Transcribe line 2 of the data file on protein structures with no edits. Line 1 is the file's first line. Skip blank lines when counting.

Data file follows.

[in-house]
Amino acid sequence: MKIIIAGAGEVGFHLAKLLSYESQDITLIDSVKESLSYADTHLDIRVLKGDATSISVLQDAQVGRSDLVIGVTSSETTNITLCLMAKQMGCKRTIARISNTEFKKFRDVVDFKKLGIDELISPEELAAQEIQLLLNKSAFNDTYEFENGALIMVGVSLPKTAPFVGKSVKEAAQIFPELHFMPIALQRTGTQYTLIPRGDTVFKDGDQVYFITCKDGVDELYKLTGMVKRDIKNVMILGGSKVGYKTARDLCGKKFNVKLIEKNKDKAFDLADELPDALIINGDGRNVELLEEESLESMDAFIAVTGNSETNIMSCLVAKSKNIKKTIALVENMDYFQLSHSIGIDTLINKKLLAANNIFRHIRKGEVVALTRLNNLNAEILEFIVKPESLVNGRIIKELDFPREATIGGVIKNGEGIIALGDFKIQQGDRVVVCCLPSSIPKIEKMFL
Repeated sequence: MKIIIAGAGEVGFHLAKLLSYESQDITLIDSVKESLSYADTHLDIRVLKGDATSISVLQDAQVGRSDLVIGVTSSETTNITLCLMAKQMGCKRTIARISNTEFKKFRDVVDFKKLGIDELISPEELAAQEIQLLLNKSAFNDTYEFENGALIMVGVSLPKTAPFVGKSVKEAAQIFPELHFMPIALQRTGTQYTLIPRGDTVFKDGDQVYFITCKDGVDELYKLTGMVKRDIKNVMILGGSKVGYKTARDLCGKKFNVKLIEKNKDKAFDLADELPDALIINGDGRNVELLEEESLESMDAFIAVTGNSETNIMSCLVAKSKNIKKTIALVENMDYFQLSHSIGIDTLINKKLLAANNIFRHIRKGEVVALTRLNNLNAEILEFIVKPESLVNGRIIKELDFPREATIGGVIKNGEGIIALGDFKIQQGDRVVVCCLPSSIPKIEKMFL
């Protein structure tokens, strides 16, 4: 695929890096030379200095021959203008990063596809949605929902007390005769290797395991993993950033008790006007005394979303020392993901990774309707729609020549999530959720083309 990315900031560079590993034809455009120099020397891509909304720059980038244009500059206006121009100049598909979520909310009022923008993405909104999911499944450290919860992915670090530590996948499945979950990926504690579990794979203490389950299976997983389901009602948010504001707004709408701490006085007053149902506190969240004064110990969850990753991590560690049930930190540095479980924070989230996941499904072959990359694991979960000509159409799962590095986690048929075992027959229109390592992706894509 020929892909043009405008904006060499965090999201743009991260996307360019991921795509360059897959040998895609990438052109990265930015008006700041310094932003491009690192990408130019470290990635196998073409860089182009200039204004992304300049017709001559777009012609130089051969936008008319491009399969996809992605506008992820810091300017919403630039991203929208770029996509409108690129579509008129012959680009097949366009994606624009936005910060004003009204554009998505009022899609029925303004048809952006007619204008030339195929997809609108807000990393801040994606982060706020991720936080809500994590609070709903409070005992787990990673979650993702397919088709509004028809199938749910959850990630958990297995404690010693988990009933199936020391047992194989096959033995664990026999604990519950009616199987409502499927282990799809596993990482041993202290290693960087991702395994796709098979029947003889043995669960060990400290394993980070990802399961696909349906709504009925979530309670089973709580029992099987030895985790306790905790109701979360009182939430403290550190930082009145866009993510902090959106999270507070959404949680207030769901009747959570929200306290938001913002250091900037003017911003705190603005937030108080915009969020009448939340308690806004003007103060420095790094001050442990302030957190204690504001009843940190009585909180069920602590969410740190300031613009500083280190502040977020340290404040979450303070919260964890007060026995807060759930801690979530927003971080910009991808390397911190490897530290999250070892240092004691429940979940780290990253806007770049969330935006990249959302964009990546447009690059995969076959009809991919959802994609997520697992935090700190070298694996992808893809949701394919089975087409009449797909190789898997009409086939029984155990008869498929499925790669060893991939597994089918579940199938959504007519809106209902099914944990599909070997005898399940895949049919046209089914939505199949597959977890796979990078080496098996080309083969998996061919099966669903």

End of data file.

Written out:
Amino acid sequence: MKIIIAGAGEVGFHLAKLLSYESQDITLIDSVKESLSYADTHLDIRVLKGDATSISVLQDAQVGRSDLVIGVTSSETTNITLCLMAKQMGCKRTIARISNTEFKKFRDVVDFKKLGIDELISPEELAAQEIQLLLNKSAFNDTYEFENGALIMVGVSLPKTAPFVGKSVKEAAQIFPELHFMPIALQRTGTQYTLIPRGDTVFKDGDQVYFITCKDGVDELYKLTGMVKRDIKNVMILGGSKVGYKTARDLCGKKFNVKLIEKNKDKAFDLADELPDALIINGDGRNVELLEEESLESMDAFIAVTGNSETNIMSCLVAKSKNIKKTIALVENMDYFQLSHSIGIDTLINKKLLAANNIFRHIRKGEVVALTRLNNLNAEILEFIVKPESLVNGRIIKELDFPREATIGGVIKNGEGIIALGDFKIQQGDRVVVCCLPSSIPKIEKMFL